Like you, we want to help all students succeed. Digital literacy is an important part of that. While 92% of district administrators think that the effective use of technology in the classroom leads to greater student achievement, many educators find it challenging to incorporate databases and digital tools into their educational practices.

Librarians are valuable resources for teachers who want to improve their use of technology in the classroom, but they often struggle to find ways to advocate for their library, get into the classroom, and collaborate as essential partners in education. What can we do to help change that? Read below to learn about the study, find out what students and educators had to say, and more. You’ll discover how to implement educational technologies into classroom instruction, enhance teacher effectiveness, and empower learning outcomes.


    During the 2018–2019 school year, Gale and Project Tomorrow collaborated to design and implement a nationwide study examining the efficacy of using Gale’s cross-curricular databases to support academic achievement and “future-ready” skill development. The results from this study are outlined in our white paper, Activate Student Success with Database Access

    The study was made up of a cross-sampling of students, teachers, and librarians from public and private elementary, middle, and high school classrooms across the United States. Each participant was instrumental in helping us evaluate the benefits of using Gale’s primary educational database products for different ages and learning styles. Elementary children used Kids InfoBits (soon to be Gale In Context: Elementary), while middle and high school students used resources from the Gale In Context suite of student databases, such as Gale In Context: Opposing Viewpoints and Gale In Context: U.S. History. Teacher and student experiences with the digital databases were captured through surveys, focus groups, on-site observations, and interviews.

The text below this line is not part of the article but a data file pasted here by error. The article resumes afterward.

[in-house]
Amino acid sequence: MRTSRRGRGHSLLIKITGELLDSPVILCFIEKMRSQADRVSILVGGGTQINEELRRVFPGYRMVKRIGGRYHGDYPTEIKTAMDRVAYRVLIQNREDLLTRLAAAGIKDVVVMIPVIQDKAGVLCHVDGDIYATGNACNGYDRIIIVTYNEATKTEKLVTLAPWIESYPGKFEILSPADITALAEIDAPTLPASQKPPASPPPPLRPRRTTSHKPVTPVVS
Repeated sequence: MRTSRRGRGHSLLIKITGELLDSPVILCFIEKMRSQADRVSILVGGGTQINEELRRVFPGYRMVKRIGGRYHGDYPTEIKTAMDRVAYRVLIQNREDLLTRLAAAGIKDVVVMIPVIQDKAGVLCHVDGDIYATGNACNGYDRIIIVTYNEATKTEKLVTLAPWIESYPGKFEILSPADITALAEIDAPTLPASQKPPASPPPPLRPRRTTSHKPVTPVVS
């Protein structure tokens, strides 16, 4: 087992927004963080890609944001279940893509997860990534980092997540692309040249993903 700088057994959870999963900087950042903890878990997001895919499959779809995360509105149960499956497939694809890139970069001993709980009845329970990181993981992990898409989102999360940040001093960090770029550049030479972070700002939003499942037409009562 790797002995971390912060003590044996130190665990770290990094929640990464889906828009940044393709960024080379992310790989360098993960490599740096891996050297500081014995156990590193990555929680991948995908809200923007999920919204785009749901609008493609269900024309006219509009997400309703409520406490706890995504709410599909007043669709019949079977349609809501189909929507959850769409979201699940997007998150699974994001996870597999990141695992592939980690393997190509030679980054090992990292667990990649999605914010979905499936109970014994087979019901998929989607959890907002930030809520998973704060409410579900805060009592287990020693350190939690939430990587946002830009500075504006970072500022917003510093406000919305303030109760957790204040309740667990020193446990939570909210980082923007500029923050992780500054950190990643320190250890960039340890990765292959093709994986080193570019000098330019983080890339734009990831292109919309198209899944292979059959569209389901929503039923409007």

Gale databases don’t take the place of traditional classroom instruction; they open new doors for incorporating additional teaching and learning methodologies into the classroom. The extent to which these resources support real-world classroom needs is most evident by the overwhelming support from students and teachers who want to continue to use Gale resources in their future teaching and learning activities.

    A 12th grade English Language Arts teacher reported, “I have seen a 200% increase in the quality of my students’ work since they have been using Gale databases. I no longer see these phrases in projects or research papers: ‘According to Google’ or ‘According to website.’ Students are citing their work with a database reference and the proper inserted citation. The quality of their evidence is much higher when they use Gale In Context. Plus, they’re gaining different peoples’ perspectives—the sort of global thinking that we’re promoting at our high school.” 


    We want to share the results from this study with school and district leaders around the country who might be considering education databases but don’t know where to begin. If you’re looking to better support collaboration between librarians and teachers who want to bring databases into the classroom, check out these next steps: Watch our on-demand webinarread the research study, and print the case study for even more data-driven insights to share with colleagues.

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